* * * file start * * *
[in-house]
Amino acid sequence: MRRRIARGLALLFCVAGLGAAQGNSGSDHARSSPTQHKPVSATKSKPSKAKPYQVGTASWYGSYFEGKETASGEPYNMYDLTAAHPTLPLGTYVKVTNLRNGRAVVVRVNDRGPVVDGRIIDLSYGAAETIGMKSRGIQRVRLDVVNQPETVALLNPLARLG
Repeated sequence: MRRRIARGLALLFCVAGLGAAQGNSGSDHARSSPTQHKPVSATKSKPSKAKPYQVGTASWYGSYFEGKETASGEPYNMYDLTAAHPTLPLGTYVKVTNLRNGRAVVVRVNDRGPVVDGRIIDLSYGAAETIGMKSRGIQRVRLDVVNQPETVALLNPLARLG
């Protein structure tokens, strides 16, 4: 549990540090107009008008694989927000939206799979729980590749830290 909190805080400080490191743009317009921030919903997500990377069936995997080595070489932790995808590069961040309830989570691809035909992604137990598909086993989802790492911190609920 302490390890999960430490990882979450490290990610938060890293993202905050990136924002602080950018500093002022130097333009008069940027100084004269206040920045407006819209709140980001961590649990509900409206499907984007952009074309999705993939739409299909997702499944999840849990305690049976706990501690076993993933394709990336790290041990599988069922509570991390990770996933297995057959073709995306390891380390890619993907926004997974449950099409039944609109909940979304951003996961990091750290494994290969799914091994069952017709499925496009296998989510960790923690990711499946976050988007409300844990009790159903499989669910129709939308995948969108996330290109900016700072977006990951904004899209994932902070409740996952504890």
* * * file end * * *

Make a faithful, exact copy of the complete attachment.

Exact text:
[in-house]
Amino acid sequence: MRRRIARGLALLFCVAGLGAAQGNSGSDHARSSPTQHKPVSATKSKPSKAKPYQVGTASWYGSYFEGKETASGEPYNMYDLTAAHPTLPLGTYVKVTNLRNGRAVVVRVNDRGPVVDGRIIDLSYGAAETIGMKSRGIQRVRLDVVNQPETVALLNPLARLG
Repeated sequence: MRRRIARGLALLFCVAGLGAAQGNSGSDHARSSPTQHKPVSATKSKPSKAKPYQVGTASWYGSYFEGKETASGEPYNMYDLTAAHPTLPLGTYVKVTNLRNGRAVVVRVNDRGPVVDGRIIDLSYGAAETIGMKSRGIQRVRLDVVNQPETVALLNPLARLG
């Protein structure tokens, strides 16, 4: 549990540090107009008008694989927000939206799979729980590749830290 909190805080400080490191743009317009921030919903997500990377069936995997080595070489932790995808590069961040309830989570691809035909992604137990598909086993989802790492911190609920 302490390890999960430490990882979450490290990610938060890293993202905050990136924002602080950018500093002022130097333009008069940027100084004269206040920045407006819209709140980001961590649990509900409206499907984007952009074309999705993939739409299909997702499944999840849990305690049976706990501690076993993933394709990336790290041990599988069922509570991390990770996933297995057959073709995306390891380390890619993907926004997974449950099409039944609109909940979304951003996961990091750290494994290969799914091994069952017709499925496009296998989510960790923690990711499946976050988007409300844990009790159903499989669910129709939308995948969108996330290109900016700072977006990951904004899209994932902070409740996952504890």